I remember I had a conversation where I have told a girl she was Barbie doll. I just meant she looked beautiful like a Barbie doll: blond, and with blue eyes. Needless to say, she was really offended, and I didn't understand why at that time.

Is Barbie doll a euphemism of a bimbo- brainless beautiful woman?

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    @kiamlaluno It is one thing to edit a question and another to change its meaning. Jun 13, 2012 at 8:48

3 Answers 3


Perhaps you meant it as a compliment, but that's an expression with a lot of negative baggage, and it would be best not to use it as a compliment.

This Google search returns many results that show a controversial stir surrounding Barbie. Many are downright resentful of the toy; there's even an entire Master's thesis on it. Besides being labeled as brainless bimbo, Barbie has been tied to anorexia, low self-esteem, and poor self-image. In short, many women are offended by the existence of an "ideal standard" that they should aspire toward, especially since that standard is both superficial and unrealistic. Such negative views on the toy may not be universal (after all, the doll remains a commercial success), but the controversy is strong enough that the term probably shouldn't be used as a compliment.

Also, the group Aqua released a song called Barbie Girl in the late 90's; here's an excerpt of the lyrics:

I'm a Barbie girl, in the Barbie world
Life in plastic, it's fantastic!
You can brush my hair, undress me everywhere
Imagination, life is your creation

I'm a blond bimbo girl, in the fantasy world
Dress me up, make it tight, I'm your dolly
You're my doll, rock'n'roll, feel the glamour in pink,
Kiss me here, touch me there, hanky panky...

All told, it's not too hard to understand why anyone familiar with the song could easily be offended by the comparison.

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    This is the sort of thing that makes it difficult to figure out what will offend people. It's true that some women have said that Barbie dolls create an "unrealistic and superficial ideal" for little girls a little silly. I suppose this is as opposed to the characters that little boys play with, like Superman and Batman, which are completely realistic and achievable and relevant to real life. Anyway, as JR points out, the toy is wildly popular, which must mean that not only do many little girls want to play with it, but many mothers buy it for them. ...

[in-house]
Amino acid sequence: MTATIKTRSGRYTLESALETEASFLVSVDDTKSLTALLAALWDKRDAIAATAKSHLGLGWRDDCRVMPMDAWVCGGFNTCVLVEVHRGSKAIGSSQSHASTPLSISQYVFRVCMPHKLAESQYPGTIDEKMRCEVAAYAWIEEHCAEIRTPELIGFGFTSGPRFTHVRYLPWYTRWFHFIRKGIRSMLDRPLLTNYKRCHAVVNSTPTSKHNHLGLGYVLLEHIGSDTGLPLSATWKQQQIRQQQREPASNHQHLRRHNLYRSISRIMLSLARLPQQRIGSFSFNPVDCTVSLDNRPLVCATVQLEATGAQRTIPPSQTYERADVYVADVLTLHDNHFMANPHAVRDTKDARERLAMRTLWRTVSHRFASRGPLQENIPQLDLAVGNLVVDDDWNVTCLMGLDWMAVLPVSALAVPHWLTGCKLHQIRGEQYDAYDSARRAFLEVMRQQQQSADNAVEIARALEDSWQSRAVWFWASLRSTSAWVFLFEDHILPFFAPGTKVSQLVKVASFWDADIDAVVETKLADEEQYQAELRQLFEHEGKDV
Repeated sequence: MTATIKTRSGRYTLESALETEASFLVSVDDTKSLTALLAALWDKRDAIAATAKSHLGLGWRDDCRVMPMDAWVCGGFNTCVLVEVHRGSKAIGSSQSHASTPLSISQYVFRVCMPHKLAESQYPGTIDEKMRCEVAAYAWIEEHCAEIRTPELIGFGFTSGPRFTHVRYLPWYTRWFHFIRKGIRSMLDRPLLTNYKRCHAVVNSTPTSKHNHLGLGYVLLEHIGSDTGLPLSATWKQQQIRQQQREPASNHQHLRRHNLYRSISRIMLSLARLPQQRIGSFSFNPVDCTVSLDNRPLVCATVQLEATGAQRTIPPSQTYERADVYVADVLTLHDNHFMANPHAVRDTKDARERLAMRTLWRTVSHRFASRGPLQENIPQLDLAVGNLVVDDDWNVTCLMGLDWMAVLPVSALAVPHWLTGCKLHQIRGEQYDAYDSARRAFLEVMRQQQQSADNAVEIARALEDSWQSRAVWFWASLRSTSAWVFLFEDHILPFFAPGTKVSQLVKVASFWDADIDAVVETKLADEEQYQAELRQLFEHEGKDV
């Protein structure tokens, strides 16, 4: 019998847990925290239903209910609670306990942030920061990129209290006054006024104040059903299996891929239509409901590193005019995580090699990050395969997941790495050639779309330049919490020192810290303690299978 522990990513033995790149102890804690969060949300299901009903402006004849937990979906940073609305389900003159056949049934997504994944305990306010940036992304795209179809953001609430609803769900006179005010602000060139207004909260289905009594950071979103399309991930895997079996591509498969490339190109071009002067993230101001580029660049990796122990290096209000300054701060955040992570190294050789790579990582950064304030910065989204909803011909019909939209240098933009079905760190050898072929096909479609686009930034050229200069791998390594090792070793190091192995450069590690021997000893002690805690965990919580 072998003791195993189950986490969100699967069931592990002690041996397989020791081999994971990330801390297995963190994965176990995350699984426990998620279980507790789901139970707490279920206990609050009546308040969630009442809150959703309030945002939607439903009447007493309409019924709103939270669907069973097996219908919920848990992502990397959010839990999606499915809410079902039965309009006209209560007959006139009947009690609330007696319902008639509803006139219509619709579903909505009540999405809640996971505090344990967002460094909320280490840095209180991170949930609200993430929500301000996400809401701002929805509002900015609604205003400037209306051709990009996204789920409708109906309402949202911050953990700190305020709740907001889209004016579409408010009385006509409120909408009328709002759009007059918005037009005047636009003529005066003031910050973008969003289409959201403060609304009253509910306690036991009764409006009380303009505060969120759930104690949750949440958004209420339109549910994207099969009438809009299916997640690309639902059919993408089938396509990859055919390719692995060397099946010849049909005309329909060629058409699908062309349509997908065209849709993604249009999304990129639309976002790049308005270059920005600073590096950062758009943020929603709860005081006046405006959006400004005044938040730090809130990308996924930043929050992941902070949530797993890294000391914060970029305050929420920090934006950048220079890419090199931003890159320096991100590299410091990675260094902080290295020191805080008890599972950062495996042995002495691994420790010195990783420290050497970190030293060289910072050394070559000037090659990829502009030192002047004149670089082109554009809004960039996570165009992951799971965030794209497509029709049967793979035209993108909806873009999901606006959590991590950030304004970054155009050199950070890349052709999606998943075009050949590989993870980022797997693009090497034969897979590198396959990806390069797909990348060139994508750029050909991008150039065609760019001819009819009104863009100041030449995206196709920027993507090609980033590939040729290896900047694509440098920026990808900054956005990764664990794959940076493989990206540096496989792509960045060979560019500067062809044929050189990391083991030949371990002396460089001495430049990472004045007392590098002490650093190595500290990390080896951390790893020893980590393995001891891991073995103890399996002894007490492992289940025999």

– Jay
    Jun 13, 2012 at 13:55
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    Thus it seems likely that the women who findi it offensive are a minority. That said, comparing a living person to a doll is inherently tricky. Are you saying that she is pretty like the doll? Or are you saying that you view her as a toy that you will play with and throw away when you're bored with her? Even if she liked the doll as a little girl and sees nothing offensive about it in general, she may not like being compared to it. I have nothing against bank ATMs, but if a girlfriend told me that she thought of me as "her favorite ATM", I'd likely find that disturbing!
    – Jay
    Jun 13, 2012 at 13:59

One of the meaning of doll is, "an attractive young woman, often with connotations of unintelligence and frivolity"; Barbie doll does have a similar meaning. The difference between Barbie doll, and doll is that Barbie doll would not probably be used to mean, "a generous or considerate person," such as in the following sentence:

Would you be a doll and set the table?

Bimbo means, "an attractive but empty-headed young woman, especially one perceived as a willing sex object." Barbie doll is not a "polite" way to say bimbo; they are both seen negatively.

  • In my question I am asking if barbie doll is (euphemism) polite way of wording for bimbo. Synonym means something different- if it is similar of meaning-which means that by default you think they are. Why ? Jun 13, 2012 at 8:54
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    @speedyGonzales Why would it have been a polite way of saying something if she got offended?
    – user10893
    Jun 13, 2012 at 13:50

Yes, in most contexts it would be degratory to call someone a 'Barbie doll' as there are stereotypes attached with this term. I wouldn't regard 'Barbie doll' as a euphemism.

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